How to deal with Earnings Announcement - Wall Street Stock Strategy

How to deal with Earnings Announcement

Earnings Announcement is often an annoyance for traders. We were short when Advance Auto Parts Inc Stock opened at +20%; did we lose a lot of money?

Unexpected movements can always happen in trading, especially during events like the Earnings Announcement. Trading is risky, a speculation activity is not always profitable, we all know that; we can open a short position with a Stock, and lose 20% of our investment,  right the day after (we’d better call it “trading position” and not “investment“). This is exactly what happened to us trading Advance Auto Parts Inc Stock (Sympol AAP, S&P500) after the Earnings Announcemet. How should we handle these situations? How to avoid them? How can we build a trading strategy considering we have to deal with these situations?


What happened to us when we traded AAP

Let’s first have a look at one real trade we made with AAP, when we had to suffer a +20% opening after Earnings Announcements while we were SHORT (AAP EPS details here).

It is easy to show only good trades, so you can think we are the best, making only trades in profit… But this is not real; we have nothing to hide, a trading strategy is a whole system made of profits and losses. We care about the final result, which should be positive once we mix the entire profit with the entire loss. Here is our trading strategy record (our strategy is open and free to anyone, sent every day before the opening):


Earnings Announcement effect: Advance Auto Parts Inc in gap up


  • We were short from 87.89, using a 40% of the amount destinated to this trade.
  • We closed 10% at 85.63.
  • We closed 5% at 82. 63.
  • We closed 10% at 80.16.

You can notice we used fixed percentage to show the amount of capital we use to trade any Stock. The total we used was 40%, then we closed 10%, 5% and 10%, a total of 25%. We remained short in the market with 15%.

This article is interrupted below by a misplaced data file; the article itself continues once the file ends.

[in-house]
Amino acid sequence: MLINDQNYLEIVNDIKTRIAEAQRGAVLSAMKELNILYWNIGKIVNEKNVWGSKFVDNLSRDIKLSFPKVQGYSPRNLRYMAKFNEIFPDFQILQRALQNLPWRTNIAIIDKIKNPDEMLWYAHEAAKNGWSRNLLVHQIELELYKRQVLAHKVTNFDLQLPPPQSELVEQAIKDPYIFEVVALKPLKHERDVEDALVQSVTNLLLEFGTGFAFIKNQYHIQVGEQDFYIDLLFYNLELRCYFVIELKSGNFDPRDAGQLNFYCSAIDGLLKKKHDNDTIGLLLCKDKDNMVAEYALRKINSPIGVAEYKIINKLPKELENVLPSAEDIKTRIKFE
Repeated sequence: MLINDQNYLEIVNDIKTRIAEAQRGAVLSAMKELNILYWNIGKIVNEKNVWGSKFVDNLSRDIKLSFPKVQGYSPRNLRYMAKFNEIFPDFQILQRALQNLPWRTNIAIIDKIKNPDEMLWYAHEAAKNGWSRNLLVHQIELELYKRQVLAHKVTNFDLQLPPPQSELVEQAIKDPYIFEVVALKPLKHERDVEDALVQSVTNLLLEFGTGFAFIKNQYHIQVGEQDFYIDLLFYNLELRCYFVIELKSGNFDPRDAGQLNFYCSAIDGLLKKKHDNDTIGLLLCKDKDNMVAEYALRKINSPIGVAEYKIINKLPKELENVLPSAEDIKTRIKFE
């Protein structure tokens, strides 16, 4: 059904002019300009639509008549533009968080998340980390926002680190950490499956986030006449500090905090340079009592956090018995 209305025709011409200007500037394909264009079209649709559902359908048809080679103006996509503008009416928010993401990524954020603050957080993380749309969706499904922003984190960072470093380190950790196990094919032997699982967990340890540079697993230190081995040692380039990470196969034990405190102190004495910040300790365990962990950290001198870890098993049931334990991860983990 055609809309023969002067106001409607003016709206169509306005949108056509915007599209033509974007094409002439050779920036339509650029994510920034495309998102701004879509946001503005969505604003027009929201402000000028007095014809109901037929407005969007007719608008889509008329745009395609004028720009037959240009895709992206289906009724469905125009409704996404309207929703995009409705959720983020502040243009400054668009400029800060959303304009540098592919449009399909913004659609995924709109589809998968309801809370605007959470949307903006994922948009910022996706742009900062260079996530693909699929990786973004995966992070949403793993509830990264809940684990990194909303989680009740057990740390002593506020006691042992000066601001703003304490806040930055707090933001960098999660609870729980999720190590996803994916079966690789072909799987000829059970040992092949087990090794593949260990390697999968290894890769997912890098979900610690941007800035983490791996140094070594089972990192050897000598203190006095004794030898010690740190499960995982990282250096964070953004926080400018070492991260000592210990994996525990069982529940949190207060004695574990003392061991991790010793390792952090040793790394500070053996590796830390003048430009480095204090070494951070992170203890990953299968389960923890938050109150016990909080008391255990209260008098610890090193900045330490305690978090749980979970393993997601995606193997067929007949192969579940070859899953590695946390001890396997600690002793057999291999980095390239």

On November 14, AAP opened in gap up (because of the Earnings Announcement), and we closed the remaining SHORT position at the opening, at 94.88. Even if it turned out a bad trade, we have a profit! +244 USD if we used $40.000; ok, not a great profit, but still, we do not have losses suffering a gap up of +20% in a Stock we where short from 1 month ago. We did not suffer that much such a bad opening against our position, not because we are lucky, but because we manage to control these events. Let’s see the key points to work with Stocks and create an intelligent strategy.


Become aware of what you know and what you don’t

We see omniscience between traders, and it happens many times! “The Market will go there“, “this Stock cannot go lower“… I never believe in people talking like that; they are not aware that they do not know what they are talking about! They do not know that they cannot know what they are saying (what a mess of words :). If we are daily traders (I am not talking to long-term investors), we should not open new positions before the Earnings Announcement because we cannot know the effect of it (unless you really know it, but you should not). Considering the effect can be drammatic, we should avoid it. Trading before Earnings Announcement is definitly a way to bet on Black or Red: it’s gambling!